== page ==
When Beverly Nelson experiences a lung exacerbation, her first thoughts are usually of her grandchildren and great-grandchildren. “I always find myself praying hard that I will make it through this attack so that I can see them again,” says Beverly who was diagnosed with Chronic Obstructive Pulmonary Disorder (COPD) thirteen years ago. Lung exacerbations, or ‘lung attacks’ are experienced by about a third of those who suffer from COPD – a progressive disease that causes reduced lung function in the form of shortness of breath and coughing. When a lung attack takes place, the symptoms of COPD worsen resulting in increased breathlessness, coughing, and wheezing .

Lung exacerbations not only take a physical and emotional toll on those with COPD, but are also an enormous burden to the healthcare system. Such exacerbations are the leading cause of emergency room visits and hospitalizations among chronic disease sufferers in BC, and across the country. Consequently, lung attacks incur up to over $5.7 billion in direct and $6.7 billion in indirect healthcare costs every year in Canada.

A huge unmet need to predict and better treat COPD

To address the devastating and costly impacts of COPD exacerbations, the PROOF Centre of Excellence, Genome BC, Siemens Healthcare Diagnostics, and Providence Health Care are providing much needed funding for the Centre of Excellence for the Prevention of Organ Failure (PROOF Centre) to develop a simple blood test that can determine if a person is at risk for a lung attack. This test could be available to any physician in BC and would be a huge step forward from the current diagnosis method: a breathing test that is available only in certain centres in the province and which must be performed by specially trained staff.

This predictive test will also provide a more accurate picture of a patient’s condition, and will allow physicians to better treat and manage COPD.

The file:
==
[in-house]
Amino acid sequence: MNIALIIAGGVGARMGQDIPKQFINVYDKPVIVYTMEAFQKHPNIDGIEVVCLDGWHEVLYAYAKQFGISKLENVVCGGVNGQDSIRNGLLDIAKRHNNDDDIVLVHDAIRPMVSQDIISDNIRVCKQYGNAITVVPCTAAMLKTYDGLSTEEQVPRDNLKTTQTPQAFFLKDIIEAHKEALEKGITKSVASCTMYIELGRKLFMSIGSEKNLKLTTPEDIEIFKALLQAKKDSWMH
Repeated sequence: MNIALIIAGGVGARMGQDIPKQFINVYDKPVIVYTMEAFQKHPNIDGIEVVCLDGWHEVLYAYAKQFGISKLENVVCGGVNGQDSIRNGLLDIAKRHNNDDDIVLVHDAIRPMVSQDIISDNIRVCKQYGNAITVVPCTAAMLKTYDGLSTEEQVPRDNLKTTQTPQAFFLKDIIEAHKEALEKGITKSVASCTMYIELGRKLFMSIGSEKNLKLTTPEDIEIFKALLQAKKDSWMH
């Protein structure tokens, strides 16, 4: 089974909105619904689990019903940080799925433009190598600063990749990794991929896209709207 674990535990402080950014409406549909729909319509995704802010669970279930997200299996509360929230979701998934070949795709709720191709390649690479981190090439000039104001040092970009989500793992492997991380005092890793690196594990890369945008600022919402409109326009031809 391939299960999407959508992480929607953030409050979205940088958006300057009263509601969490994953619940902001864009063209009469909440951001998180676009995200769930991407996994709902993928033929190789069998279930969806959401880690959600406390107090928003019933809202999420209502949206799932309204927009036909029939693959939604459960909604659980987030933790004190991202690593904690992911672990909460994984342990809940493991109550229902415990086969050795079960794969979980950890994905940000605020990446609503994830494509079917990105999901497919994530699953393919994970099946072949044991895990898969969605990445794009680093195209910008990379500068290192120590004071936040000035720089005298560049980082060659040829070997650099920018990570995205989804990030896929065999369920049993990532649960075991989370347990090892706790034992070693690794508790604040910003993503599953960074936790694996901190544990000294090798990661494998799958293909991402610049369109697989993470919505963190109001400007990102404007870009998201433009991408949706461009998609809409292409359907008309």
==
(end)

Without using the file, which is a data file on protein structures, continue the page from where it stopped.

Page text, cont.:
“When someone comes into the hospital with a severe lung attack, it usually takes 100 days to get to 80 per cent of his or her baseline health,” says Dr. Don Sin, project leader and Head of Respiratory Medicine at St. Paul’s Hospital. “This means that if their health was poor to begin with, the new attack can be devastating, even fatal.”

Dr. Sin, who sees COPD sufferers in his clinic on a daily basis, adds that every time a patient experiences an attack, there are complications and long-lasting implications. “There is a huge unmet need to predict and better treat COPD.”

A seamless transition from the lab to the clinic

The PROOF Centre team working with Dr. Sin and investigators from GlaxoSmithKline have identified unique gene and protein marker sets (called bio-signatures) that have the ability to predict which patients will likely have frequent lung attacks.

“We will be able to validate the power of the bio-signatures to identify patients at risk for lung attacks within the next two years,” says Dr. Bruce McManus, project co-leader and Director of the PROOF Centre. “Thanks to support from Genome BC and by working in collaboration with other partners including Providence Health Care, Siemens Healthcare Diagnostics, and GlaxoSmithKline, we envisage doing proof-of-concept studies in the clinic within two to three years.”

The development of a predictive test for COPD lung attacks highly complements the initiatives undertaken by the BC Ministry of Health to overcome COPD. Already, a plan is in place to mobilize COPD experts at three Lower Mainland hospitals who will identify lung attack patients seen at each site. The goal of the program includes providing proper self-management education to these at-risk patients and to establish follow-up care procedures either with their family physician or the COPD clinic. Such a program opens the door for a seamless transition from laboratory-based discovery to effective patient management targeting the prevention of fatal lung attacks

For more information on the COPD Program at the PROOF Centre, please visit https://www.proofcentre.ca/about/copd/

A Time to Breathe a Sigh of Relief: A Simple Test To Predict Lung Attacks is on the Horizon